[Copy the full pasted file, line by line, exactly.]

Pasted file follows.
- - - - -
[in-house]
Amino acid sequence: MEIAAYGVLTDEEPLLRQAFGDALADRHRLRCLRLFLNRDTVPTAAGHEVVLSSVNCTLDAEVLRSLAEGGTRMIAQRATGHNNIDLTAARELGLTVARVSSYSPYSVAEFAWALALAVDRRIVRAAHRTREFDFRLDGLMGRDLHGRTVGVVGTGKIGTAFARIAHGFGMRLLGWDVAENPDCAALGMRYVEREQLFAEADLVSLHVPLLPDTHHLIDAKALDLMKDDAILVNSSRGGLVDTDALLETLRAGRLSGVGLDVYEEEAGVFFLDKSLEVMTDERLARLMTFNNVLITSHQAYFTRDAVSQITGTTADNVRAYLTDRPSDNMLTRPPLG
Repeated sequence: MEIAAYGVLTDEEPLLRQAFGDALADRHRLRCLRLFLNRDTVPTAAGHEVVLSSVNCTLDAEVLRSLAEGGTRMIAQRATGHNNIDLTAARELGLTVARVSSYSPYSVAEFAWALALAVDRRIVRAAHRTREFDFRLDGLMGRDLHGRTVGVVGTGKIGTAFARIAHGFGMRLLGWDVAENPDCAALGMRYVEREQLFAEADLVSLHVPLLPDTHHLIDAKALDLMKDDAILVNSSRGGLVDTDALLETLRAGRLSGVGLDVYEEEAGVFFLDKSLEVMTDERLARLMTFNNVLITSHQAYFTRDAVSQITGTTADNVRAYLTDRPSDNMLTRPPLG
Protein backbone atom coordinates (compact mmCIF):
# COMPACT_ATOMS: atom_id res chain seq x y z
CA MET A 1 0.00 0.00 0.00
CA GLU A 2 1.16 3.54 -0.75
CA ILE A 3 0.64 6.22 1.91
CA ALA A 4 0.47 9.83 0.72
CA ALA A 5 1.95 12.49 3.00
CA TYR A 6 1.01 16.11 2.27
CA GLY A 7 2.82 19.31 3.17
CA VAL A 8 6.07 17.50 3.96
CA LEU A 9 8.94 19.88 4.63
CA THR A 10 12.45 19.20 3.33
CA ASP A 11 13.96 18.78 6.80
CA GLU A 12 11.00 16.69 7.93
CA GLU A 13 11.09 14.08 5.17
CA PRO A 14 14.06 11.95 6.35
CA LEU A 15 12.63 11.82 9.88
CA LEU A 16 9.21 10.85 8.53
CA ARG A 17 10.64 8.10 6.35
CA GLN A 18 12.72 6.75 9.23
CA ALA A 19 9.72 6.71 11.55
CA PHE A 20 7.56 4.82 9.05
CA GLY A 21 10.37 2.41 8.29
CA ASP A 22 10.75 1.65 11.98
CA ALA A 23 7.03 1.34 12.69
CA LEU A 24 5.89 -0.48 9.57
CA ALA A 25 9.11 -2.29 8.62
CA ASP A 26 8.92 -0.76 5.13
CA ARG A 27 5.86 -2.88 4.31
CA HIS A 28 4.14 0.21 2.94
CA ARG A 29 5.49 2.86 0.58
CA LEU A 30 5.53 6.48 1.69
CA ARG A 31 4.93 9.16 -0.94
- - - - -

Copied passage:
[in-house]
Amino acid sequence: MEIAAYGVLTDEEPLLRQAFGDALADRHRLRCLRLFLNRDTVPTAAGHEVVLSSVNCTLDAEVLRSLAEGGTRMIAQRATGHNNIDLTAARELGLTVARVSSYSPYSVAEFAWALALAVDRRIVRAAHRTREFDFRLDGLMGRDLHGRTVGVVGTGKIGTAFARIAHGFGMRLLGWDVAENPDCAALGMRYVEREQLFAEADLVSLHVPLLPDTHHLIDAKALDLMKDDAILVNSSRGGLVDTDALLETLRAGRLSGVGLDVYEEEAGVFFLDKSLEVMTDERLARLMTFNNVLITSHQAYFTRDAVSQITGTTADNVRAYLTDRPSDNMLTRPPLG
Repeated sequence: MEIAAYGVLTDEEPLLRQAFGDALADRHRLRCLRLFLNRDTVPTAAGHEVVLSSVNCTLDAEVLRSLAEGGTRMIAQRATGHNNIDLTAARELGLTVARVSSYSPYSVAEFAWALALAVDRRIVRAAHRTREFDFRLDGLMGRDLHGRTVGVVGTGKIGTAFARIAHGFGMRLLGWDVAENPDCAALGMRYVEREQLFAEADLVSLHVPLLPDTHHLIDAKALDLMKDDAILVNSSRGGLVDTDALLETLRAGRLSGVGLDVYEEEAGVFFLDKSLEVMTDERLARLMTFNNVLITSHQAYFTRDAVSQITGTTADNVRAYLTDRPSDNMLTRPPLG
Protein backbone atom coordinates (compact mmCIF):
# COMPACT_ATOMS: atom_id res chain seq x y z
CA MET A 1 0.00 0.00 0.00
CA GLU A 2 1.16 3.54 -0.75
CA ILE A 3 0.64 6.22 1.91
CA ALA A 4 0.47 9.83 0.72
CA ALA A 5 1.95 12.49 3.00
CA TYR A 6 1.01 16.11 2.27
CA GLY A 7 2.82 19.31 3.17
CA VAL A 8 6.07 17.50 3.96
CA LEU A 9 8.94 19.88 4.63
CA THR A 10 12.45 19.20 3.33
CA ASP A 11 13.96 18.78 6.80
CA GLU A 12 11.00 16.69 7.93
CA GLU A 13 11.09 14.08 5.17
CA PRO A 14 14.06 11.95 6.35
CA LEU A 15 12.63 11.82 9.88
CA LEU A 16 9.21 10.85 8.53
CA ARG A 17 10.64 8.10 6.35
CA GLN A 18 12.72 6.75 9.23
CA ALA A 19 9.72 6.71 11.55
CA PHE A 20 7.56 4.82 9.05
CA GLY A 21 10.37 2.41 8.29
CA ASP A 22 10.75 1.65 11.98
CA ALA A 23 7.03 1.34 12.69
CA LEU A 24 5.89 -0.48 9.57
CA ALA A 25 9.11 -2.29 8.62
CA ASP A 26 8.92 -0.76 5.13
CA ARG A 27 5.86 -2.88 4.31
CA HIS A 28 4.14 0.21 2.94
CA ARG A 29 5.49 2.86 0.58
CA LEU A 30 5.53 6.48 1.69
CA ARG A 31 4.93 9.16 -0.94